When Death Cab for Cutie guitarist/producer Chris Walla woke up on Monday, his “To Do” list probably read something like this:
1. Call MTV News to discuss upcoming, long-delayed solo record.
2. Call U.S. Department of Homeland Security to discuss seizure of hard drive containing said long-delayed solo record.
3. Head into town for weekly tuque fitting.
Yes, it seems that recently, Walla’s solo record (which has been scheduled to come out at various points over the past, well, four years) took another step toward oblivion when the master hard drive — containing all song files — was confiscated by Homeland Security at the Canadian border, for reasons not abundantly clear, and sent to the department’s computer-forensics division for further inspection.
If it sounds like a huge joke, Walla ensures you it isn’t.
“It’s a true story. Barsuk [Records, which is putting out the record] had hired a courier — who does international stuff all the time and who they had used before — to bring [the album] back from Canada, where I was working on it. And he got to the border and he had all his paperwork and it was all cool, only they turned him away, and they confiscated the drive and gave it to the computer-forensics division of our Homeland Security-type people,” sighed Walla, who has produced nearly all Death Cab’s output, as well as records by the Decemberists, Hot Hot Heat, Nada Surf, Tegan and Sara and others. “And now I couldn’t even venture a guess as to where it is, or what it’s doing there. I mean, I can’t just call their customer-service center and ask about my drive. There’s nothing I can do. I don’t know if we can hire an attorney … is there a black-hole attorney? You can’t take a black hole to court.”
And though his song files might have disappeared into a web of government bureaucracy, Walla does still have the tapes containing all his songs, which he’s now trying to master and mix on his own in order to have the record out — Lord willin’ — in January.
“Luckily, the tapes are Plan B, so while I’m bummed about the whole thing, it could be a whole lot worse,” he laughed. “I still get to play music. I mean, I’m not at Guantánamo or anything like that. I mean, my drive might be. They could be water-boarding my drive for all I know.”
And though Walla’s laughing when he mentions Guantánamo, he’s not joking when he adds that his record — which he’s calling Field Manual — is “very political,” packed with songs about issues both foreign (“The Score” tackles the war in Iraq) and domestic (“Everyone Needs a Home” deals with the aftermath of Hurricane Katrina; “Sing Again” is about so-called “morning after” pills and whether they’re a form of contraception or abortion). Easy listening, this is not.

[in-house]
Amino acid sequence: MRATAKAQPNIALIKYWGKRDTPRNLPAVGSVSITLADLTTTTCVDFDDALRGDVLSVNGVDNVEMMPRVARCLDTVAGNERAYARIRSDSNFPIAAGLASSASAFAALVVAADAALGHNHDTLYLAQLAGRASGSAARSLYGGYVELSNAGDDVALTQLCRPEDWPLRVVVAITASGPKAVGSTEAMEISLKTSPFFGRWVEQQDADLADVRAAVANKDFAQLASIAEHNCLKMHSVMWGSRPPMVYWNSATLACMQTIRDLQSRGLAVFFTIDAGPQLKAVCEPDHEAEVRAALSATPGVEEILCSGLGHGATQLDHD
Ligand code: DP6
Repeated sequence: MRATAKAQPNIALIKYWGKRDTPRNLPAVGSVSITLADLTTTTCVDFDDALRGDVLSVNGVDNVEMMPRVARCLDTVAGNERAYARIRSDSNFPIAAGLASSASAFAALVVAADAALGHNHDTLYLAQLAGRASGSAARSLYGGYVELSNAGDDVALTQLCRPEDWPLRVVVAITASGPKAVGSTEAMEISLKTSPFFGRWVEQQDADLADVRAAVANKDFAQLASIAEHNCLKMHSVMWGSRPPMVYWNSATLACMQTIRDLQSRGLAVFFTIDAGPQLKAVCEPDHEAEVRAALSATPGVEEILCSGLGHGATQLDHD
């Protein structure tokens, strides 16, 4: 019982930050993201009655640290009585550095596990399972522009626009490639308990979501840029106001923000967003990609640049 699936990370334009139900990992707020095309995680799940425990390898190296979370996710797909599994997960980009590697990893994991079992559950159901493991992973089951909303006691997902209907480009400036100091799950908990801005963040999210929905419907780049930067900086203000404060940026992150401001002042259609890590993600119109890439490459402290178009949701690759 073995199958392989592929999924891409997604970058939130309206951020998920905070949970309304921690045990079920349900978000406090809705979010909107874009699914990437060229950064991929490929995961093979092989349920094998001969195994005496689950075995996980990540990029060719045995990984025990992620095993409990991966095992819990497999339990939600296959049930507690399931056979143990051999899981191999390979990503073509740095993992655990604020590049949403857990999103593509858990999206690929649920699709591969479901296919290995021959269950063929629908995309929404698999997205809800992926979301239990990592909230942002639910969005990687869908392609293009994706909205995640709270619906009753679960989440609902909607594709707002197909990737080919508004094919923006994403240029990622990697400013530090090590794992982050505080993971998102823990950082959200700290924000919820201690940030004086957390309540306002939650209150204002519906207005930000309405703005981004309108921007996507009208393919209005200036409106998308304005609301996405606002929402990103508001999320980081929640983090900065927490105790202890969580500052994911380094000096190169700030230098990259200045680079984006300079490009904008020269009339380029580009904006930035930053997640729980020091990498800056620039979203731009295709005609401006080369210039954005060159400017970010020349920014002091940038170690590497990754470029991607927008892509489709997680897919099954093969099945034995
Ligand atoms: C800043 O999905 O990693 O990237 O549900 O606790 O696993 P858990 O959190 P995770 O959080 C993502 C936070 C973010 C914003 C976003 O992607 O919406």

“I’m calling it Field Manual because myself and the guy who designed the packaging were looking through all these Army field guides from World War II. And there was one that he found that was really terrifying, actually,” Walla explained. “It was basically a manual issued by the Army in the late ’30s, early ’40s, about how to build what we now call an [improvised explosive device] in Iraq or Afghanistan. Like how to hide a bomb in a bed or in a tube of toothpaste. Just terrible stuff, and I started having this feeling of, like, ’Well, we need a new field manual.’
“And while it really is a political record, it’s also intensely personal, and it’s not like, political in a way where I hope to change anyone’s mind, because I’ve been doing my political-rock homework for a few years now, trying to decode what works and what doesn’t,” he continued. “Basically, it was my hope that I would be able to write a bunch of songs about the sh– that I think about pretty much every day. But there aren’t any character assassinations or indictments on the record. It’s tricky to write a political record. It was tough to get to a place where I felt comfortable with the words coming out of my mouth.”
And getting to that place has taken awhile. Walla said that though he’s been writing songs for years, it took him a long time to figure out just what he was trying to say. As it turns out, he had plenty to say, and Field Manual is the sound of him coming to that realization (he credits the directness of Ted Leo, Against Me! and the Thermals’ Hutch Harris as “touchstones” for that discovery). And while he hustles to finish the record — and continue work on Death Cab for Cutie’s new record, which he said is “coming along super heavy … we’ve got six songs done. They’re really bloody” — he’s finally prepared to stand on his own, come hell or high water. Or looming, shadow-like government organizations.
“This is a solo record, which is a little bit scary, because there’s a feeling of ’Oh, you’re officially making a statement,’ and you’re either the fist-waving left or the flag-waving right, and there’s no in between,” he laughed. “But I made this record because it felt irresponsible for me to have a platform for what I’m thinking and not use it. And not just to do political songs. If all I wanted to do was cover Air Supply songs, I could’ve done that too.”